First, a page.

Asians battle growing us xenophobia

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A child holds a sign board while watching a Lunar New Year parade in the Chinatown neighborhood of New York in the United States on Feb 9. [PhotoAgencies] Racial prejudice rears its ugly head

As China races to contain the novel coronavirus pneumonia outbreak and minimize its international spread, Chinese people living abroad are battling stigma and discrimination.

In the United States, only 15 cases of infection of the virus have been confirmed, and the immediate risk to the public remains low. But false health information has circulated, including warnings to avoid Asian food and Asian-populated areas. A barrage of vicious comments and derogatory jokes about Chinese or Asians in general has also gathered steam online.

Former US ambassador to China Gary Locke said, «These negative, uninformed comments only stress the need for US public health officials and government leaders to do a better job of educating the public about the virus, how it is spread and how to protect themselves.»

Nancy Messonnier, director of the National Center for Immunization and Respiratory Diseases in the United States, stressed that there is no need for people to fear Asians in their community. «It’s unfortunate. It really saddens me to hear these stories,» she said.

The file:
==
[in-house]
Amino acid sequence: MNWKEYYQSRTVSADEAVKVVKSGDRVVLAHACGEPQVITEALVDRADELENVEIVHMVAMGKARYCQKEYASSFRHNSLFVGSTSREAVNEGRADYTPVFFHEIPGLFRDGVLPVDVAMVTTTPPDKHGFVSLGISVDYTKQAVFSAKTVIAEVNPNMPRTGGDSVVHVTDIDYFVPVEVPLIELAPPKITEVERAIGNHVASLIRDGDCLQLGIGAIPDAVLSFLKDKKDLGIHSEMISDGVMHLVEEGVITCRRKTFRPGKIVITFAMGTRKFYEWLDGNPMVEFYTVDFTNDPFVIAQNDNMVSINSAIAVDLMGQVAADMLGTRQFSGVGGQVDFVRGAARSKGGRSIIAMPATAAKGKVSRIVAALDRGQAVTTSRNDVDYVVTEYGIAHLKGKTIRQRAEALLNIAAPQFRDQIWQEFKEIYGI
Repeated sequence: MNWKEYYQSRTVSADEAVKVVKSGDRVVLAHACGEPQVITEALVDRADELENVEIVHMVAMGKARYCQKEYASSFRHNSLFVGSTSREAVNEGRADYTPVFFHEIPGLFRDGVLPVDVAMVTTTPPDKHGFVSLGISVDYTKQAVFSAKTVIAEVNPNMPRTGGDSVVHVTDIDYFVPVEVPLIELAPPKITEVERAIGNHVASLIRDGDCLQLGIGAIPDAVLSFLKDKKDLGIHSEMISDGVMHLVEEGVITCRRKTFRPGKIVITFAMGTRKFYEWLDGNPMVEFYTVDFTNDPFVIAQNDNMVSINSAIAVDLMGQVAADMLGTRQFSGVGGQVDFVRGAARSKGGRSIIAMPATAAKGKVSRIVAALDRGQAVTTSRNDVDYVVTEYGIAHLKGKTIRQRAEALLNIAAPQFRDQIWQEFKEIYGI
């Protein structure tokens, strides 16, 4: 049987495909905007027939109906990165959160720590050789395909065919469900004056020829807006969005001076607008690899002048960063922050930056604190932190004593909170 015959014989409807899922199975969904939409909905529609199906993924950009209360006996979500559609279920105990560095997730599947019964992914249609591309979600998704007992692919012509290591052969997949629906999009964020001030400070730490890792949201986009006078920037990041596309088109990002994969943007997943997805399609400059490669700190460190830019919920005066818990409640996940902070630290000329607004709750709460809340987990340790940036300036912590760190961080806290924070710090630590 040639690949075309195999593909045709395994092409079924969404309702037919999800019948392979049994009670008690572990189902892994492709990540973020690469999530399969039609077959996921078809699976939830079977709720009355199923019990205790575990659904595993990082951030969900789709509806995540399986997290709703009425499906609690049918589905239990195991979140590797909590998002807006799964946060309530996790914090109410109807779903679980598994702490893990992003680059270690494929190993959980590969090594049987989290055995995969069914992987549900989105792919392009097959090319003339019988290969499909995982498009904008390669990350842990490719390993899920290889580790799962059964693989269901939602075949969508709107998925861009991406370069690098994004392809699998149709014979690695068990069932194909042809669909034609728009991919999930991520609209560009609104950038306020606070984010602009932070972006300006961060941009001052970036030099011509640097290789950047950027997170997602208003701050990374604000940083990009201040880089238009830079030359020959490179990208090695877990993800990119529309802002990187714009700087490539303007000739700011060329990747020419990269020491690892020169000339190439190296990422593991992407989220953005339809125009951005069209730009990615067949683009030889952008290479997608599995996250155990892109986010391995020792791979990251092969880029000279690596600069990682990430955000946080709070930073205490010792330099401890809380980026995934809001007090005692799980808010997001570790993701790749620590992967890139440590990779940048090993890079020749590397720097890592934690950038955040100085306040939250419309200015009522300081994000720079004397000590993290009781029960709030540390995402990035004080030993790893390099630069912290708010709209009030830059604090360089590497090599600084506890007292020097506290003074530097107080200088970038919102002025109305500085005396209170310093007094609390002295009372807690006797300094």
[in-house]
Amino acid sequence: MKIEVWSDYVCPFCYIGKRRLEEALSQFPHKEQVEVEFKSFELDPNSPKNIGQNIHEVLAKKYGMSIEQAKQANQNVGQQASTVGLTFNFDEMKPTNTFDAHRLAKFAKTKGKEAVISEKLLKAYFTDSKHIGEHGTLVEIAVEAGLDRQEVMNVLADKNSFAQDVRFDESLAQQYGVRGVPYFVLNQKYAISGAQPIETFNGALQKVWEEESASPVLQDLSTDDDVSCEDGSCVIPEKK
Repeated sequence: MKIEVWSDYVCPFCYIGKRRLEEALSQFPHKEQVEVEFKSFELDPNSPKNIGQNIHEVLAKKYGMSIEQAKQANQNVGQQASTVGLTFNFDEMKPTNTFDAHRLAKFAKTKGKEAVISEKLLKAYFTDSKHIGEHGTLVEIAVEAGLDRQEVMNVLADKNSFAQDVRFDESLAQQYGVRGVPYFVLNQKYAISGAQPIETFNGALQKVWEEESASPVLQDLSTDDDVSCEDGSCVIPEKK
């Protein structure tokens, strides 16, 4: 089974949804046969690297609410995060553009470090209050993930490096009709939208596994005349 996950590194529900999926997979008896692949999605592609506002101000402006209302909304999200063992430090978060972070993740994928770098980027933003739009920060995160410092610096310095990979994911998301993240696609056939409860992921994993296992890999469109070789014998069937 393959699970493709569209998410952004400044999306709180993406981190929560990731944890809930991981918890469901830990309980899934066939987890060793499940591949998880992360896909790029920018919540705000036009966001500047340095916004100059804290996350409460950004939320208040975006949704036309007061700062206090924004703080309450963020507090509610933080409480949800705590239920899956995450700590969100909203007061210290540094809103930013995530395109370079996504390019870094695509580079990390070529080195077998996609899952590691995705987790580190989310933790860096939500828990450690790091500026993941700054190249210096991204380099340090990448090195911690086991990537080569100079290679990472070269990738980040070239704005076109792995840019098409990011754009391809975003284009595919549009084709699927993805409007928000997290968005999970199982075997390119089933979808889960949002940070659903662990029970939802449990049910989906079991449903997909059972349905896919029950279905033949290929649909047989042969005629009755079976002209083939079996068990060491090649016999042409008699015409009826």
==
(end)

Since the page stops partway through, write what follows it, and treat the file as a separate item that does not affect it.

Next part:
Bias: Uninformed comments made

Marybeth Sexton, assistant professor in the Division of Infectious Diseases at Emory University School of Medicine in Atlanta, said, «All of the infected patients are either isolated at home or hospitalized, and public health officials are closely monitoring anyone else who is at high risk of having had exposure. There’s no reason to assume that anyone you meet in public, of any ethnic or racial background, poses a risk to you.»

It is critical that the US public guards against any xenophobia surrounding the outbreak and let common sense prevail, as urged by officials, doctors, entrepreneurs and experts at the CDC.

Observers said the «virus» of misinformation and disinformation, which might be used to spread xenophobia, could pose a greater danger than the novel coronavirus pneumonia outbreak itself, and concern over public health should not justify any anti-Asian racism.

Stereotyping fight

During a news conference last week, UN Secretary-General Antonio Guterres said, «It’s easy to move into … perspectives in which there tends to be discrimination; there tends to be violation of human rights; there tends to be stigma on innocent people just because of their ethnicity.»

In recent weeks, an 8-year-old boy from Washington state, who was wearing a facemask, was told by a worker at a sample stand in a Costco outlet to «go away» because he may have come from China, while students at Columbia University in New York City were welcomed by a Chinese-language message reading, «Wuhan virus isolation area».

The health services center at the University of California at Berkeley listed xenophobia toward Asians as a «normal reaction» in an Instagram post on managing fear and anxiety about the outbreak; videos of Asians eating bats accompanied by inaccurate speculation about the cause of the virus and dehumanizing comments went viral; and The Wall Street Journal published an opinion piece titled «China is the Real Sick Man of Asia.»

Reports of such racist incidents have sparked public outcry, prompting many to speak out and actions to be taken.